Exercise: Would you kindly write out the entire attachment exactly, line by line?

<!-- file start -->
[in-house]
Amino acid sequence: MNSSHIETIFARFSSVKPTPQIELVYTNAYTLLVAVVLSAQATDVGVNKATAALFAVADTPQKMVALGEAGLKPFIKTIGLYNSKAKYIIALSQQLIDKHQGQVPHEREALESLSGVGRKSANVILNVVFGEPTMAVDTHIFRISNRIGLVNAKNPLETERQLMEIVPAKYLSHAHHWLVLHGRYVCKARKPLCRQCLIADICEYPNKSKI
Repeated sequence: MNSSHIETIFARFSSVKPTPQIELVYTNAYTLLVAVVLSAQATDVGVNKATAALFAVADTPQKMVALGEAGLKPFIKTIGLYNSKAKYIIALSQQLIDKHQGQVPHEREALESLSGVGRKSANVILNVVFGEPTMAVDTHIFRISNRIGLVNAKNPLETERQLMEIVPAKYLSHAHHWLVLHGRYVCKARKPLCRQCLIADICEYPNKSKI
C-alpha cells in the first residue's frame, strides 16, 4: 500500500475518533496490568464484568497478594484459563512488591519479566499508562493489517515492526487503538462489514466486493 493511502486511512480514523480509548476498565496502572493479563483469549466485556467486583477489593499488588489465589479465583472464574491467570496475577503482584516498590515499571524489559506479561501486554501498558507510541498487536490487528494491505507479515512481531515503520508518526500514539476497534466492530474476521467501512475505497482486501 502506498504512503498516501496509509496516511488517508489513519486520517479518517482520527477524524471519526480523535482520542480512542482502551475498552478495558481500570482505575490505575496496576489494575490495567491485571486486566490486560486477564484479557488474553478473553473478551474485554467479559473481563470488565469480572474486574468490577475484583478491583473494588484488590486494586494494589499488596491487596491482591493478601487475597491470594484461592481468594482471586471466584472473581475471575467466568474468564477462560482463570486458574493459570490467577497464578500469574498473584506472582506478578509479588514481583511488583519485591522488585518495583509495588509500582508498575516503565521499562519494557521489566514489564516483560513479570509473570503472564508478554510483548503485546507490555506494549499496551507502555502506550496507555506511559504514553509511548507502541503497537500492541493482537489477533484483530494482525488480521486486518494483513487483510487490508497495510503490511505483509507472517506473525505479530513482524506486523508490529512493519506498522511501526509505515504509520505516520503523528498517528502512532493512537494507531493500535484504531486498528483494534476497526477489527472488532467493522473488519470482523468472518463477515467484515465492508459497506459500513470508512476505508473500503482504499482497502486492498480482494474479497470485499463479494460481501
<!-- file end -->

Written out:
[in-house]
Amino acid sequence: MNSSHIETIFARFSSVKPTPQIELVYTNAYTLLVAVVLSAQATDVGVNKATAALFAVADTPQKMVALGEAGLKPFIKTIGLYNSKAKYIIALSQQLIDKHQGQVPHEREALESLSGVGRKSANVILNVVFGEPTMAVDTHIFRISNRIGLVNAKNPLETERQLMEIVPAKYLSHAHHWLVLHGRYVCKARKPLCRQCLIADICEYPNKSKI
Repeated sequence: MNSSHIETIFARFSSVKPTPQIELVYTNAYTLLVAVVLSAQATDVGVNKATAALFAVADTPQKMVALGEAGLKPFIKTIGLYNSKAKYIIALSQQLIDKHQGQVPHEREALESLSGVGRKSANVILNVVFGEPTMAVDTHIFRISNRIGLVNAKNPLETERQLMEIVPAKYLSHAHHWLVLHGRYVCKARKPLCRQCLIADICEYPNKSKI
C-alpha cells in the first residue's frame, strides 16, 4: 500500500475518533496490568464484568497478594484459563512488591519479566499508562493489517515492526487503538462489514466486493 493511502486511512480514523480509548476498565496502572493479563483469549466485556467486583477489593499488588489465589479465583472464574491467570496475577503482584516498590515499571524489559506479561501486554501498558507510541498487536490487528494491505507479515512481531515503520508518526500514539476497534466492530474476521467501512475505497482486501 502506498504512503498516501496509509496516511488517508489513519486520517479518517482520527477524524471519526480523535482520542480512542482502551475498552478495558481500570482505575490505575496496576489494575490495567491485571486486566490486560486477564484479557488474553478473553473478551474485554467479559473481563470488565469480572474486574468490577475484583478491583473494588484488590486494586494494589499488596491487596491482591493478601487475597491470594484461592481468594482471586471466584472473581475471575467466568474468564477462560482463570486458574493459570490467577497464578500469574498473584506472582506478578509479588514481583511488583519485591522488585518495583509495588509500582508498575516503565521499562519494557521489566514489564516483560513479570509473570503472564508478554510483548503485546507490555506494549499496551507502555502506550496507555506511559504514553509511548507502541503497537500492541493482537489477533484483530494482525488480521486486518494483513487483510487490508497495510503490511505483509507472517506473525505479530513482524506486523508490529512493519506498522511501526509505515504509520505516520503523528498517528502512532493512537494507531493500535484504531486498528483494534476497526477489527472488532467493522473488519470482523468472518463477515467484515465492508459497506459500513470508512476505508473500503482504499482497502486492498480482494474479497470485499463479494460481501